Tuesday, September 18, 2012
100 Books #88 - Stephen King's WOLVES OF THE CALLA
After two entire novels that are supposedly part of this giant, sprawling series but that did pretty much nothing to advance the plot, it is a great relief to be "back on the Beam" in the parlance of these Gunslingers and their world. I find this a little ironic, since an element that has annoyed me about this series is precisely the kind of thing the Beam represents: the author appearing to mistrust his characters so much that he has to keep sending them message dreams and cripple them with artificial obsessions and things they "just know", of which the Beam -- sort of like a ley line except even the clouds in the sky move according to its dictates, to make sure everyone keeps going the right way -- but it is so.*
All of which basically means that Wolves of the Calla is probably my favorite of these damned things since The Drawing of the Three, although I found nothing in it that could replace the Lobstrosities in my heart. Our ka-tet has come across a town -- really one of many towns and settlements in a well-cultivated agricultural region, all of which share a unique problem -- that sort of, kind of, thinks that maybe it needs their help, but doesn't really want to commit to asking for that help because of the trouble it might stir up. It's a classic plot from Samurai stories to the medieval tales of chivalry to westerns, given an interesting twist here by its placement within the Dark Tower arc, and by the mystery of what exactly these "Wolves" are that plague the Calla by somehow changing the reproductive norms of these communities so that twins are rampant and singletons extremely rare, the better to carry off one of each pair sometime in childhood, do something unspeakable to him or her, and send him or her back a complete simpleton with a tendency towards giantism. The children are collected a little more frequently than once a generation; the people only get 30 days warning of their coming via an android (named, of course, Andy) who just suddenly knows one day that they're enroute. He's given the latest warning just in time for Roland, Eddie, Susannah, Jake and Oy to happen along.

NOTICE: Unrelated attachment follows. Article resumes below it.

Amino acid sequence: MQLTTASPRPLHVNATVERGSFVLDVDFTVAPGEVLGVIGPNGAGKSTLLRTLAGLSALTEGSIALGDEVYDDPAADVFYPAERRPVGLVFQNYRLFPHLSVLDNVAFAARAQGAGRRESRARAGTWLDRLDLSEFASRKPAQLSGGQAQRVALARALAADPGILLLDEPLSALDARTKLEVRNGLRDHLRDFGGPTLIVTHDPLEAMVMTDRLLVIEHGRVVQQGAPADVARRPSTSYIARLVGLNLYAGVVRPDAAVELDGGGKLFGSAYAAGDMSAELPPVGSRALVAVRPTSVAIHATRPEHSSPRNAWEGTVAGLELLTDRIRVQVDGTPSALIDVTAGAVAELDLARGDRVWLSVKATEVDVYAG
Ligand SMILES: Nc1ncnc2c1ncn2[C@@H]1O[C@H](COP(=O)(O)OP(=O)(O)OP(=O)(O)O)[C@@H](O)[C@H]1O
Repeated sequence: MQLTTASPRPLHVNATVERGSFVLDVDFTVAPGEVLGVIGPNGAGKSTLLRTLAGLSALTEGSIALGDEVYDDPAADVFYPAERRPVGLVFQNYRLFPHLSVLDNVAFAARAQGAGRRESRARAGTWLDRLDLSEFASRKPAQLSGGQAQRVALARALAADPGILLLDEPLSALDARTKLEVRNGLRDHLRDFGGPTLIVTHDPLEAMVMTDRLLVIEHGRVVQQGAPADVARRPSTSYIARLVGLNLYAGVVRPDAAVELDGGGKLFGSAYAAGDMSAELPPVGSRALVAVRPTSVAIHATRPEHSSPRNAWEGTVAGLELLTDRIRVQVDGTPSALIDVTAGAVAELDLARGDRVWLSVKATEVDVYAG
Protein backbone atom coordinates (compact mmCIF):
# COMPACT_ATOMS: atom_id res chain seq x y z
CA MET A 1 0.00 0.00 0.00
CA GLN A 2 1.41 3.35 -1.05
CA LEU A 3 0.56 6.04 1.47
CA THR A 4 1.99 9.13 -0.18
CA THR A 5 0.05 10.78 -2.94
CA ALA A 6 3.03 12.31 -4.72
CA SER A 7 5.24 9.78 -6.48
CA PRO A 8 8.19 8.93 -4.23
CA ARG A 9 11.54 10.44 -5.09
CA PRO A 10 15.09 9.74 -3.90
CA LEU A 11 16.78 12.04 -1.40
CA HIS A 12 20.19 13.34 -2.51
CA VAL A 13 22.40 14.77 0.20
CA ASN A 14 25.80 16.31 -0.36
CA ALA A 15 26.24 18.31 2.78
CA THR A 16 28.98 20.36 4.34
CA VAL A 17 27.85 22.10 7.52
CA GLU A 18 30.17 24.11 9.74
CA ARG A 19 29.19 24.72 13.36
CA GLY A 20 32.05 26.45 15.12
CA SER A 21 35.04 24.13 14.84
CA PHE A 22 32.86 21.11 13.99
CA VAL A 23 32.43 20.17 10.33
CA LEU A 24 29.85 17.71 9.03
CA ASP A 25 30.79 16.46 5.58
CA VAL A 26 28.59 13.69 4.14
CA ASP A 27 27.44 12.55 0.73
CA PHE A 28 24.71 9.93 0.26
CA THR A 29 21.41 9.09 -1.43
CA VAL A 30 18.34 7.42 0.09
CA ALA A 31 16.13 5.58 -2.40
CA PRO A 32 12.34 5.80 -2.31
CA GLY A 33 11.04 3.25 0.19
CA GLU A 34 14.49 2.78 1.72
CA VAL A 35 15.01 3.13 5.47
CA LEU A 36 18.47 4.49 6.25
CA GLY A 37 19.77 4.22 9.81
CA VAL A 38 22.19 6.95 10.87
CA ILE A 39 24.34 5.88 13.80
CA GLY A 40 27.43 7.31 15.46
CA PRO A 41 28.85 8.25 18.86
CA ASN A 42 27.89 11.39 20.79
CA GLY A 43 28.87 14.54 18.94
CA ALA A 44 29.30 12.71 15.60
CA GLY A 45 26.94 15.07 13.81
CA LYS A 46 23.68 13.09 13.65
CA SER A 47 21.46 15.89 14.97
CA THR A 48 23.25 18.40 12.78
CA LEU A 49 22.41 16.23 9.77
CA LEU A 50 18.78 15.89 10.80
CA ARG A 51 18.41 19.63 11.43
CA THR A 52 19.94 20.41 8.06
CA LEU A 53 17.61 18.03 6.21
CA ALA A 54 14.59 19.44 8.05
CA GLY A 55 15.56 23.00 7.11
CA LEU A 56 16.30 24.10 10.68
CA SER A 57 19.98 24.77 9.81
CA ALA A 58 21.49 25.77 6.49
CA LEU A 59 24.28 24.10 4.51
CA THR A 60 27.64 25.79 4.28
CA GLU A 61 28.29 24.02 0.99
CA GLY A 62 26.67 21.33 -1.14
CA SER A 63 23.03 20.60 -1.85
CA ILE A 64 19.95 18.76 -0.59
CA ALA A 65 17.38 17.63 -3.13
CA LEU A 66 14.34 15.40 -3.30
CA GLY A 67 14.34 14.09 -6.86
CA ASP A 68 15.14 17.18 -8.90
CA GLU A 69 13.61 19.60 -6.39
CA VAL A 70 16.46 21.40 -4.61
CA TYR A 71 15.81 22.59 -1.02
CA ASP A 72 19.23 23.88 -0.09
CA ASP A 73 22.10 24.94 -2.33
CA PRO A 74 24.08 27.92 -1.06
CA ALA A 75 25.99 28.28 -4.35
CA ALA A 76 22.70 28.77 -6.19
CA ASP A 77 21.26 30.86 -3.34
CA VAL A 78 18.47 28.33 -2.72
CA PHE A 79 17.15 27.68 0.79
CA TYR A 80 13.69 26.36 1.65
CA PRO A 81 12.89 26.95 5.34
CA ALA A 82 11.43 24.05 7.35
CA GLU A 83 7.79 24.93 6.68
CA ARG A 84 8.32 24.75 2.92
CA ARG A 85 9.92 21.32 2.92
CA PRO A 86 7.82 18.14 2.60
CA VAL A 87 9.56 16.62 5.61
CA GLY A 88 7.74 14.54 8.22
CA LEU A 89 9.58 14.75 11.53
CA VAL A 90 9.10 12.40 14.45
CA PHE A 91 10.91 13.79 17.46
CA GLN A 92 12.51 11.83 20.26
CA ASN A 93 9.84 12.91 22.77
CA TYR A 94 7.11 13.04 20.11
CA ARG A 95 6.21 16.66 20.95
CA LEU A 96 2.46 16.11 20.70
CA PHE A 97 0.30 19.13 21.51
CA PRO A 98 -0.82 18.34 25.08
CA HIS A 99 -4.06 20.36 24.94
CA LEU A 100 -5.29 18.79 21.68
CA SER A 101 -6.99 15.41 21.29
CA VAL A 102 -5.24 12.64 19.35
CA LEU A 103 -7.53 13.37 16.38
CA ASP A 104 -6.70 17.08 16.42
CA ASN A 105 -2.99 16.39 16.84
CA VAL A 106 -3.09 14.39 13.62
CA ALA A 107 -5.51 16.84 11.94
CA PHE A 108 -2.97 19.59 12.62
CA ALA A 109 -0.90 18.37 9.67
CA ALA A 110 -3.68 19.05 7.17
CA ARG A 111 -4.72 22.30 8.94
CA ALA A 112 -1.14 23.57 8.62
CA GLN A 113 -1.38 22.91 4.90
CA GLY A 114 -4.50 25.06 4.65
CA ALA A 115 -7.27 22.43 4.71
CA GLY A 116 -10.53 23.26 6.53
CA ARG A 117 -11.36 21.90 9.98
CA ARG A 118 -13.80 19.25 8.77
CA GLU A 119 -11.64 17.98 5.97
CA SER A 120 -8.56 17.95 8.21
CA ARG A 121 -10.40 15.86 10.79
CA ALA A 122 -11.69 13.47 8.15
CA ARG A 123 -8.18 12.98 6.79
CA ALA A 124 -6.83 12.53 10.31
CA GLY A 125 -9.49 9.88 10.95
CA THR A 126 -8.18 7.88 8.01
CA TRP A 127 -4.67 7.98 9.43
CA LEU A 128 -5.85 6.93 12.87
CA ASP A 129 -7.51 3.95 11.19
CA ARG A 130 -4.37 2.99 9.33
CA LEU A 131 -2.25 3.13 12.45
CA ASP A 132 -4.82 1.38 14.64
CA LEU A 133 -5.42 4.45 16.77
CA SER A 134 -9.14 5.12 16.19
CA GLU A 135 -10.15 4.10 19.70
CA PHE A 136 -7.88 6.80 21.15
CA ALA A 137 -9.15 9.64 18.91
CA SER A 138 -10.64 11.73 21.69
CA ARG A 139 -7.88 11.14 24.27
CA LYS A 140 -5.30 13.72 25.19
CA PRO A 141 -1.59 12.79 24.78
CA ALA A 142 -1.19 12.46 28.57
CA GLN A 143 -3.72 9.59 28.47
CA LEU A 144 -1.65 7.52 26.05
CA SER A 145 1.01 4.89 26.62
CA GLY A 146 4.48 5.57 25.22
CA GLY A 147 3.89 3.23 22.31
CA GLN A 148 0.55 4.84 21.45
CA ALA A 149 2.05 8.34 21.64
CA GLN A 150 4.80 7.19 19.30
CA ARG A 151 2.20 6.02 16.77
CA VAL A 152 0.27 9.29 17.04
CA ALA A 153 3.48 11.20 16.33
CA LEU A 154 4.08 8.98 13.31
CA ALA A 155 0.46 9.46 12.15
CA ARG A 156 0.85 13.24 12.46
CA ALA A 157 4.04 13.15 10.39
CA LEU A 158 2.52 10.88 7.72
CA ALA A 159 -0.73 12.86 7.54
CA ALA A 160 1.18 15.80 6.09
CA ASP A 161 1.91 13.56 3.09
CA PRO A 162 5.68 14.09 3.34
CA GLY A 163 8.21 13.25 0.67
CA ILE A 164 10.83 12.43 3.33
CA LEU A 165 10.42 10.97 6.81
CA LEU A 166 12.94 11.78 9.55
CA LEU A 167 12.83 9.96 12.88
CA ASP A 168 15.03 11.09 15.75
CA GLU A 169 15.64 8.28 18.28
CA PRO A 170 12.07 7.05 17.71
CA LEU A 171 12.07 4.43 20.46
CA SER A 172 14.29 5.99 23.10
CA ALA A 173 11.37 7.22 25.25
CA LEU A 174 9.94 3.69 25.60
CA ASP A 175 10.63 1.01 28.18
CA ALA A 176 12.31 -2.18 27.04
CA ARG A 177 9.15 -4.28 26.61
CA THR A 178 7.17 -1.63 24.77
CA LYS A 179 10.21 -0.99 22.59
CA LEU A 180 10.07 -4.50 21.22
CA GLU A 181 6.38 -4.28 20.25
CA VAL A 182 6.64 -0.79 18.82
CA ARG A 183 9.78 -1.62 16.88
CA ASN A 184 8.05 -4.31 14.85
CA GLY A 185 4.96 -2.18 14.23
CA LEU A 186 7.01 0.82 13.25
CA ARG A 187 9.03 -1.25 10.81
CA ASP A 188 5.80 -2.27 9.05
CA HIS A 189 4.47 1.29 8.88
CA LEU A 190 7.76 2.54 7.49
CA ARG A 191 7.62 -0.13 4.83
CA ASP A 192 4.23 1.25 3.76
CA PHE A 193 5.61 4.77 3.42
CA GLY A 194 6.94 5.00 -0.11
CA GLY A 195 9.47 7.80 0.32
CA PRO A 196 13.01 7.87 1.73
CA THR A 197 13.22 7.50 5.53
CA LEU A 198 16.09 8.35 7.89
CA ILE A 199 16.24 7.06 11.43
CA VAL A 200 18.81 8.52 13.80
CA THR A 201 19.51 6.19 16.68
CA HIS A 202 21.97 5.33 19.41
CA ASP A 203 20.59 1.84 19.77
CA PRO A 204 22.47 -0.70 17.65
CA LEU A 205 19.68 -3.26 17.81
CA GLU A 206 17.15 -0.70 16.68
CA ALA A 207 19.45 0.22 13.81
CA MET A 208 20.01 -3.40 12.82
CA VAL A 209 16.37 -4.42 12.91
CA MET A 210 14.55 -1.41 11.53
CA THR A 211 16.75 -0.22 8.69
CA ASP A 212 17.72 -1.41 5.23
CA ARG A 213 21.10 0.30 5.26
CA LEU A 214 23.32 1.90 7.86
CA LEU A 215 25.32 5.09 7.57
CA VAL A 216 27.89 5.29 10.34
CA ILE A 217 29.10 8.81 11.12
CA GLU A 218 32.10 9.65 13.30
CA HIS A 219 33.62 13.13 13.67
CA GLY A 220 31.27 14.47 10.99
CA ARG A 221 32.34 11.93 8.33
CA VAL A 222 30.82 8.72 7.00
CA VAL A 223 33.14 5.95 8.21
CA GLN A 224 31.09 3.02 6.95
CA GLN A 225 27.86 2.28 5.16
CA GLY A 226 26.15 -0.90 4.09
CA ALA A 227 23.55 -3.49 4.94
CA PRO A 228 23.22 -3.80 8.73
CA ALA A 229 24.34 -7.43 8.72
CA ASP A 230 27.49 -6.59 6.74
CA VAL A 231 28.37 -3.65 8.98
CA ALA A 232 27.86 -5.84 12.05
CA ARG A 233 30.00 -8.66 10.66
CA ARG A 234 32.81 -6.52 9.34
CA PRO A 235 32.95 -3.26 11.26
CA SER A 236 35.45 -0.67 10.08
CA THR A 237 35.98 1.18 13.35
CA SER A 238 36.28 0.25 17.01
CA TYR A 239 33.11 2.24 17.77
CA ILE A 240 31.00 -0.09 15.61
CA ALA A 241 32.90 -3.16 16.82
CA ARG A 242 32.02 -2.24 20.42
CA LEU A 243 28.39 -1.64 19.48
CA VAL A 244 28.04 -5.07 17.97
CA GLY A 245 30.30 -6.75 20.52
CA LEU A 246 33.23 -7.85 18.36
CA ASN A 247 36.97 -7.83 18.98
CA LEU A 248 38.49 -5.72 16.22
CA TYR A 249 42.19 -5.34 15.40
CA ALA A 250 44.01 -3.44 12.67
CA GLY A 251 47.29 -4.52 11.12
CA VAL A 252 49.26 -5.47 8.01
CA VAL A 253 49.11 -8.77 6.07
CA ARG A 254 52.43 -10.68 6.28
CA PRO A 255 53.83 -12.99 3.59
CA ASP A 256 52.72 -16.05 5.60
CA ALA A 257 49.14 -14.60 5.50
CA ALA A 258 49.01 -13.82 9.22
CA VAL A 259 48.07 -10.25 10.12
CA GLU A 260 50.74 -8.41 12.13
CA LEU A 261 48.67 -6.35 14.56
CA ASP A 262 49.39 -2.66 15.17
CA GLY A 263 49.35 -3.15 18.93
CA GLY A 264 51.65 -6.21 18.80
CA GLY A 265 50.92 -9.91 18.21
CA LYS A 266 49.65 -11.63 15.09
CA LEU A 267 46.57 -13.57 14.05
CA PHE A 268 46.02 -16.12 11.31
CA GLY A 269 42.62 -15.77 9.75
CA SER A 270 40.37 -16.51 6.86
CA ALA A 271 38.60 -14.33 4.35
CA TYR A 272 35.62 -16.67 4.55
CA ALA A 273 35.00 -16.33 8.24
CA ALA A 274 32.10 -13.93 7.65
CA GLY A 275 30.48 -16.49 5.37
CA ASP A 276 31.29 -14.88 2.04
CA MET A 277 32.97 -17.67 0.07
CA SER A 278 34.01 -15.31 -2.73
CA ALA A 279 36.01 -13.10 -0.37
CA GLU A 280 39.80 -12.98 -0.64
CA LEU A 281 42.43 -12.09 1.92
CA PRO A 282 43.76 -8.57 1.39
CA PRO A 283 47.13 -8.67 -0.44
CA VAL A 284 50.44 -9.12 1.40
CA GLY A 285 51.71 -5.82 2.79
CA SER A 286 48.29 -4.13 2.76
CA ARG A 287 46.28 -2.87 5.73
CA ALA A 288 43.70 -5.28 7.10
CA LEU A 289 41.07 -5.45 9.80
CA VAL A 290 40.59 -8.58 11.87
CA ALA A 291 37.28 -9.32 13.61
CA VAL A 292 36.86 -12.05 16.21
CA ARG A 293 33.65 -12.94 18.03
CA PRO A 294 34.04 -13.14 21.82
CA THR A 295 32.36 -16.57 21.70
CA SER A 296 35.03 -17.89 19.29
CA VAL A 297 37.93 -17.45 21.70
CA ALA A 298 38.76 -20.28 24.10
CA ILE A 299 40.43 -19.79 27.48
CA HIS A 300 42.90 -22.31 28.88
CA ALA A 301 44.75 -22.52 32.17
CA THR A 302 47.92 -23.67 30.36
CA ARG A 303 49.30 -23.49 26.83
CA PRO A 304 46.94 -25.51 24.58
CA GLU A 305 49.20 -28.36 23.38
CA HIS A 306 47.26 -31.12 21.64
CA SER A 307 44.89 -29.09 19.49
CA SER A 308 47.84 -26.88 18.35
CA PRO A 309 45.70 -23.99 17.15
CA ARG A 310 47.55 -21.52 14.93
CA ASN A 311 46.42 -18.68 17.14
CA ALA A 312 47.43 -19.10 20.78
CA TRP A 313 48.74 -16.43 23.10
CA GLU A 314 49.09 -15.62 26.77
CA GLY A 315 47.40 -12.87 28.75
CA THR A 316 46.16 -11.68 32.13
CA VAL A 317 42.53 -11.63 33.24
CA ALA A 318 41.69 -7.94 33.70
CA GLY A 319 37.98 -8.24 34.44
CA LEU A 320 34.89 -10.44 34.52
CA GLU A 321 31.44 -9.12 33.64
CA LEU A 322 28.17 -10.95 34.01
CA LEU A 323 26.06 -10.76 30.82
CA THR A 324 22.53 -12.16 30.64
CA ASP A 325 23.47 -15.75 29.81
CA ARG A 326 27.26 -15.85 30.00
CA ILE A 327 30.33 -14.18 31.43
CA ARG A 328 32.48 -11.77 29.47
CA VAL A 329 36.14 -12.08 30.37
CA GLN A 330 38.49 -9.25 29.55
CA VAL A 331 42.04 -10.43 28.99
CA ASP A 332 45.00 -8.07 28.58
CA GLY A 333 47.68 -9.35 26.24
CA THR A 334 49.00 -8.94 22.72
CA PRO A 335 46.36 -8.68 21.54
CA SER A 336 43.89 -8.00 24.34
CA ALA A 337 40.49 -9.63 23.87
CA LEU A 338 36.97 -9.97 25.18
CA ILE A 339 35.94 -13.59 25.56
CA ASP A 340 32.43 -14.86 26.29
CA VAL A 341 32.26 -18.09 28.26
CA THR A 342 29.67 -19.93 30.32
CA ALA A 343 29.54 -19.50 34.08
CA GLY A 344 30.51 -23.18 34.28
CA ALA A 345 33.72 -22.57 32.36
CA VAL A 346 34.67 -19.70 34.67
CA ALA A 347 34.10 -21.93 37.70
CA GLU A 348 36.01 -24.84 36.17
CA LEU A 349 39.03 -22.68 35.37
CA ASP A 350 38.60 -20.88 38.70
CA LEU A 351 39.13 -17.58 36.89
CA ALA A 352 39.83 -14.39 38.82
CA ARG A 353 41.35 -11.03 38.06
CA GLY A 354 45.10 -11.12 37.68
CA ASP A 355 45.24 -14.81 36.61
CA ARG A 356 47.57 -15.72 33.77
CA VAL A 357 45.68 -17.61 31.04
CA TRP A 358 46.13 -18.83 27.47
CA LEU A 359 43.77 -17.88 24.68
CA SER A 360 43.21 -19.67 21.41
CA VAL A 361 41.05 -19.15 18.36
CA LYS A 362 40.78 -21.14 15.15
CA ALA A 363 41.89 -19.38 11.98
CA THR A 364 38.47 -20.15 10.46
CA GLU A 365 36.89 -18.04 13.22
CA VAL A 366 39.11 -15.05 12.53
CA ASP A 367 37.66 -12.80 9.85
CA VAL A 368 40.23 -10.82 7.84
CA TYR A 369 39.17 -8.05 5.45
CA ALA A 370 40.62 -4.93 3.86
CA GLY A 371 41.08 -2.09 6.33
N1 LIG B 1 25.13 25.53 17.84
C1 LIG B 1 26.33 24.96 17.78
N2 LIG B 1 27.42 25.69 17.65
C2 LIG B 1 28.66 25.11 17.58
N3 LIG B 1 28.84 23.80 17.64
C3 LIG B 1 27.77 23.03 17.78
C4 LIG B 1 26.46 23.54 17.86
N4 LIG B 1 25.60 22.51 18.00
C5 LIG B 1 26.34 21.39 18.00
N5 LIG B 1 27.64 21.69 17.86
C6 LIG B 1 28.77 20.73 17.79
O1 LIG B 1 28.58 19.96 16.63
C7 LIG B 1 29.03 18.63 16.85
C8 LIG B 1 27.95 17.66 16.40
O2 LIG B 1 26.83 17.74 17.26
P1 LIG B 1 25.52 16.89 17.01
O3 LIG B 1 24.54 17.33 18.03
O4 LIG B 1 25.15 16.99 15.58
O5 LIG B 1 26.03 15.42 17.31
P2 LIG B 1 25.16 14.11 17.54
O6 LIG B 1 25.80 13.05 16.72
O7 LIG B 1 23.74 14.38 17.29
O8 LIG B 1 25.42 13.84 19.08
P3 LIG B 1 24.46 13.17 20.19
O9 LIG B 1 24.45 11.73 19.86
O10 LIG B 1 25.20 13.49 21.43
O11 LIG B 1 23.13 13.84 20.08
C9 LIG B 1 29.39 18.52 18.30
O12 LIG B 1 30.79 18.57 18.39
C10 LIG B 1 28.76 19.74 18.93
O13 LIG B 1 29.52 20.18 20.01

What really made this one stand out for me is the same kind of thing that almost redeemed Wizard and Glass: King's amazing ability to create amazing podunk cultures (though, again, the folk speech of the Calla is wearying, full of "if it do ya fines" and "I begs" and excessive use of the do+infinitive construction, e.g. "if you do want to eat" "he did dance that dance"**) complete with intricately fascinating agricultural/fertility rituals. This time around we encounter something called The Rice Song, which joyously celebrates the life cycle of the paddies in song, labor, movement and dance, the dance having at times an intriguing supernatural element as made stunningly plain when our man Roland, taking up what manifests as a heretofore unknown but deeply important traditional role, performs on stage, half Green Man, half "Boot Scootin' Boogie", all uncanny. It's an arresting scene.
Accompanying this new version of King's version of the whole fertility/death cult thing is, well, the death side of it, which is in the hands of the women, at least until they shriek a prayer to the Rice Goddess and fling it with deadly accuracy. Do not mess with the ladies of the Calla, y'all. Do not.
And speaking of women, there is an extremely well-handled sub-plot involving the unintended consequences of everybody doing what they had to back in The Waste Lands to bring Jake back into the Gunslinger world, and the Black Loc-nar that has been hidden in the Calla all this time by one Father Callahan of Salem's Lot fame, which sub-plot lends extra tension to a main plot that, for once, is not lacking in tension really at all, but I'm not complaining to have it there.
What I might complain a bit of, if I thought it would do any good, is the nugatory pop culture references that got dumped in again. They're ladled out rather than dumped on this time, which is an improvement, but all they accomplished for me is to drag me out of the story to rub at my sore ribs, still tender from all the Oz-reference digging they got at the end of Wizard and Glass. And no, I'm not talking about all the Salem's Lot stuff. That's kind of cool. I was expecting Wolves of the Calla to be many things, possibly even many awesome things, and I was right so to expect, but I was not expecting it to also be a sequel to Salem's Lot. Which it kind of is and kind of isn't. The weird ways King found to inter-relate that story with this one made my jaw drop, and made the ghost of the 12-year-old Kate who first read SL jump up and down and point and yell happily. Bravo, there. Bravo.
And of course there's a damned cliffhanger, which must have driven all of you original Dark Tower nerds crazy, but which I get to have resolved for me right away. Song of Susannah is already sitting in my Kindle awaiting my pleasure. But first, I need another break from this stuff. Maybe even some nice non-fiction.
*And of course, it was their Mighty God-King who yanked them off the Beam, so, irony squared, as such.
**These are not direct quotations, just examples I made up. I don't ever want to read this kind of dialogue again, not even to hunt up actual examples. Just ugh.